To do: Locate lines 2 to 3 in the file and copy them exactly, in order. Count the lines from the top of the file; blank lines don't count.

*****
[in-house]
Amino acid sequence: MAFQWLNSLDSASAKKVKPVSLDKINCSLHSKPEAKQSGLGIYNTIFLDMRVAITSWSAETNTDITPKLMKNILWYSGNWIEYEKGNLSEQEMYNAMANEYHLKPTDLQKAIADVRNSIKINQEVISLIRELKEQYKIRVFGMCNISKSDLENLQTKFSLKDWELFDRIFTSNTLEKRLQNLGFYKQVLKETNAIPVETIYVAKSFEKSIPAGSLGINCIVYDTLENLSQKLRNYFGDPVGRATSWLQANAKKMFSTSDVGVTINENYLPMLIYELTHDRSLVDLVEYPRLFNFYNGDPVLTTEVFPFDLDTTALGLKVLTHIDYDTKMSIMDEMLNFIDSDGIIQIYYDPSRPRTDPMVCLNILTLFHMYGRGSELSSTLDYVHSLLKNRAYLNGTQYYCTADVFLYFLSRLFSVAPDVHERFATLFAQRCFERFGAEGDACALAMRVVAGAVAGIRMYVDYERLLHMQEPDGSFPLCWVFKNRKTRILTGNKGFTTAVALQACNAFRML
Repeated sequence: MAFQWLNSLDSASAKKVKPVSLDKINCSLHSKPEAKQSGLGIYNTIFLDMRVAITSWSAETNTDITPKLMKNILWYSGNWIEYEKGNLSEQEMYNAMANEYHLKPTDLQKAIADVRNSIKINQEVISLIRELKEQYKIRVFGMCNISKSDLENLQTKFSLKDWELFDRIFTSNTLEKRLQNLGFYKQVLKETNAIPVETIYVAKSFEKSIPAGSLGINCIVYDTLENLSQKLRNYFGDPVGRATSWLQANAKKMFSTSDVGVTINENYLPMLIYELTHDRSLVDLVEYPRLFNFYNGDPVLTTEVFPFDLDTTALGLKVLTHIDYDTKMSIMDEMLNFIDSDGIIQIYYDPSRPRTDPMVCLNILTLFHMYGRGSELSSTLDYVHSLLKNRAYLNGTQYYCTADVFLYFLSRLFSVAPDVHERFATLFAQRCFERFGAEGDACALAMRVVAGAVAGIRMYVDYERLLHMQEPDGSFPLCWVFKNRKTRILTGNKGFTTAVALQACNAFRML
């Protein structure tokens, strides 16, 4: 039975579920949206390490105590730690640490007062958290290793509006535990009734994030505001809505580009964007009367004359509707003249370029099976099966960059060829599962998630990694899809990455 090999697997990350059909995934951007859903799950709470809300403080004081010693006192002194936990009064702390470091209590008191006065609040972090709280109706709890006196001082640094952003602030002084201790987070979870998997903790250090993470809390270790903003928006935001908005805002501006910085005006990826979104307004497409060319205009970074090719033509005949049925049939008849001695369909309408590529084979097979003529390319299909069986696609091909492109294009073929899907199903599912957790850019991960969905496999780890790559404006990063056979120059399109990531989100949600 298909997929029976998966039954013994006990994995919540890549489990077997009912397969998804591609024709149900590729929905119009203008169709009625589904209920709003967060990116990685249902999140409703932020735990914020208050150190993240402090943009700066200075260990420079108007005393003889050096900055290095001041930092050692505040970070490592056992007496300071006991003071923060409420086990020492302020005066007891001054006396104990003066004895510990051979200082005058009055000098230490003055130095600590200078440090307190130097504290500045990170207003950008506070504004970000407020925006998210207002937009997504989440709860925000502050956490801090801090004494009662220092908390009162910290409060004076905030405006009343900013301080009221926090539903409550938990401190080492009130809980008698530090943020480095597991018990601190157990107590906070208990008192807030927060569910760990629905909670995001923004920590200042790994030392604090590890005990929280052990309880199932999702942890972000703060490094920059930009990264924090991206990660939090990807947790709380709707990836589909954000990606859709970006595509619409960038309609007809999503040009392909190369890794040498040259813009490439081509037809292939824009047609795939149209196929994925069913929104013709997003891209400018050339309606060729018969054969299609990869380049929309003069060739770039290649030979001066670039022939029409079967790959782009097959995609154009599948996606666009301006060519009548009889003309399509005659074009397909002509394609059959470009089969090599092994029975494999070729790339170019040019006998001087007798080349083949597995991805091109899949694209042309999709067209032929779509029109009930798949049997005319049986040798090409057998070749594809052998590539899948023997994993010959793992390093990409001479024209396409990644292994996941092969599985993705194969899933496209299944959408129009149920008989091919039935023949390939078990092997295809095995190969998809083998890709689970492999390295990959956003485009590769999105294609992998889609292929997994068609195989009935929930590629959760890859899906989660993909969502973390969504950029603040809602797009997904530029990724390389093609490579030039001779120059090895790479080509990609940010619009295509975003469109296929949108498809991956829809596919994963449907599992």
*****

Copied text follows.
Amino acid sequence: MAFQWLNSLDSASAKKVKPVSLDKINCSLHSKPEAKQSGLGIYNTIFLDMRVAITSWSAETNTDITPKLMKNILWYSGNWIEYEKGNLSEQEMYNAMANEYHLKPTDLQKAIADVRNSIKINQEVISLIRELKEQYKIRVFGMCNISKSDLENLQTKFSLKDWELFDRIFTSNTLEKRLQNLGFYKQVLKETNAIPVETIYVAKSFEKSIPAGSLGINCIVYDTLENLSQKLRNYFGDPVGRATSWLQANAKKMFSTSDVGVTINENYLPMLIYELTHDRSLVDLVEYPRLFNFYNGDPVLTTEVFPFDLDTTALGLKVLTHIDYDTKMSIMDEMLNFIDSDGIIQIYYDPSRPRTDPMVCLNILTLFHMYGRGSELSSTLDYVHSLLKNRAYLNGTQYYCTADVFLYFLSRLFSVAPDVHERFATLFAQRCFERFGAEGDACALAMRVVAGAVAGIRMYVDYERLLHMQEPDGSFPLCWVFKNRKTRILTGNKGFTTAVALQACNAFRML
Repeated sequence: MAFQWLNSLDSASAKKVKPVSLDKINCSLHSKPEAKQSGLGIYNTIFLDMRVAITSWSAETNTDITPKLMKNILWYSGNWIEYEKGNLSEQEMYNAMANEYHLKPTDLQKAIADVRNSIKINQEVISLIRELKEQYKIRVFGMCNISKSDLENLQTKFSLKDWELFDRIFTSNTLEKRLQNLGFYKQVLKETNAIPVETIYVAKSFEKSIPAGSLGINCIVYDTLENLSQKLRNYFGDPVGRATSWLQANAKKMFSTSDVGVTINENYLPMLIYELTHDRSLVDLVEYPRLFNFYNGDPVLTTEVFPFDLDTTALGLKVLTHIDYDTKMSIMDEMLNFIDSDGIIQIYYDPSRPRTDPMVCLNILTLFHMYGRGSELSSTLDYVHSLLKNRAYLNGTQYYCTADVFLYFLSRLFSVAPDVHERFATLFAQRCFERFGAEGDACALAMRVVAGAVAGIRMYVDYERLLHMQEPDGSFPLCWVFKNRKTRILTGNKGFTTAVALQACNAFRML